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Biology: The Dynamic Science (Mind...

4th Edition
Peter J. Russell + 2 others
ISBN: 9781305389892

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BuyFindarrow_forward

Biology: The Dynamic Science (Mind...

4th Edition
Peter J. Russell + 2 others
ISBN: 9781305389892
Textbook Problem

How does the prediction of the exponential model of population growth differ from that of the logistic model?

Summary Introduction

To review:

The difference between the predictions of the logistic model and those of the exponential model of population growth.

Introduction:

The exponential model is applied when unlimited growth is experienced by populations, whereas the logistic model is applied when the population growth is limited. The population growth can be limited in a logistic approach because of the finite amount of available resources.

Explanation

In the exponential model, bacterial populations can be considered as ideal examples as they reproduce by binary fission, that is, the parent cell divides itself, producing two daughter cells. The population size of bacteria doubles, if no bacteria dies in each generation.

In contrast to bacteria, population size is increased with births and decreased by death rate. Over a time period:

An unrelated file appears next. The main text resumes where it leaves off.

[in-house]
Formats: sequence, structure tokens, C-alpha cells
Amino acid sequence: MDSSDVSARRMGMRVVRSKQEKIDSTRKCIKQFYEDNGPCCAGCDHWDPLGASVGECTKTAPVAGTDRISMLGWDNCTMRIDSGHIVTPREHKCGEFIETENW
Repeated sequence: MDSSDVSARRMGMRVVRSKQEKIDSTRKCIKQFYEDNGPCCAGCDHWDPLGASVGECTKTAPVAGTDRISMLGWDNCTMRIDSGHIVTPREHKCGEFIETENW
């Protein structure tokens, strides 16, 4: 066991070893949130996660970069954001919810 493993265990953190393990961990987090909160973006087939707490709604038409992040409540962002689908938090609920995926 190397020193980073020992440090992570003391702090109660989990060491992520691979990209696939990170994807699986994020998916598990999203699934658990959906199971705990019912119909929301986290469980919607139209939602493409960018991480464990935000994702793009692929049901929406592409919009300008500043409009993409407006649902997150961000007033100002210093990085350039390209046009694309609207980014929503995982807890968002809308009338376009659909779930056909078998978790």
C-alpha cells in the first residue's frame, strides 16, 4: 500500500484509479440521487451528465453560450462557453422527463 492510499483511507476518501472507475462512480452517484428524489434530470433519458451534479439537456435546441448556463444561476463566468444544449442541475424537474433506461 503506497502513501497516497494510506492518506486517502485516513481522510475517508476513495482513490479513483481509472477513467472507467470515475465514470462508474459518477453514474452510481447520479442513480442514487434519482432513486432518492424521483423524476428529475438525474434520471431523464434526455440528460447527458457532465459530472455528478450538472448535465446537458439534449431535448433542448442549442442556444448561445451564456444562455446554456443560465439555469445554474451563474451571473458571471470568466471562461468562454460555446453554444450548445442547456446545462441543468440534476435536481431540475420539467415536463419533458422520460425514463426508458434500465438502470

Change in population size=Number of birthsNumber of deaths

The change in population size over time can be expressed in the mathematical form as follows:

ΔNΔt=BD

Where ∆N is the change in population size, ∆t is the change in time period, and B and D are the absolute numbers of birth rate and death rate, respectively.

There is a specified time period for per capita birth rates and death rates. For example, for fruit flies, the time is measured in days, whereas in humans, time is measured in years. So, the revised population growth equation is the change in population’s size during a given time period and it depends upon per capita birth rate, per capita death rate as well as the number of individuals in the population.

ΔNΔt=BD

=bNdN=(bd)N

Or, dNdt=(bd)N

This equation is the exponential model of the population, where dN/dt is the population growth rate, b and d are per capita birth and death rates, respectively. As “r” is also expressed as per individual per unit time, therefore it can be used in place of (b – d). The exponential growth equation can be written as follows:

dNdt=rN

The population growth becomes zero in a situation where birth rate becomes equal to death rate, r=0 and the population’s size does not change but the birth and death rate still occur

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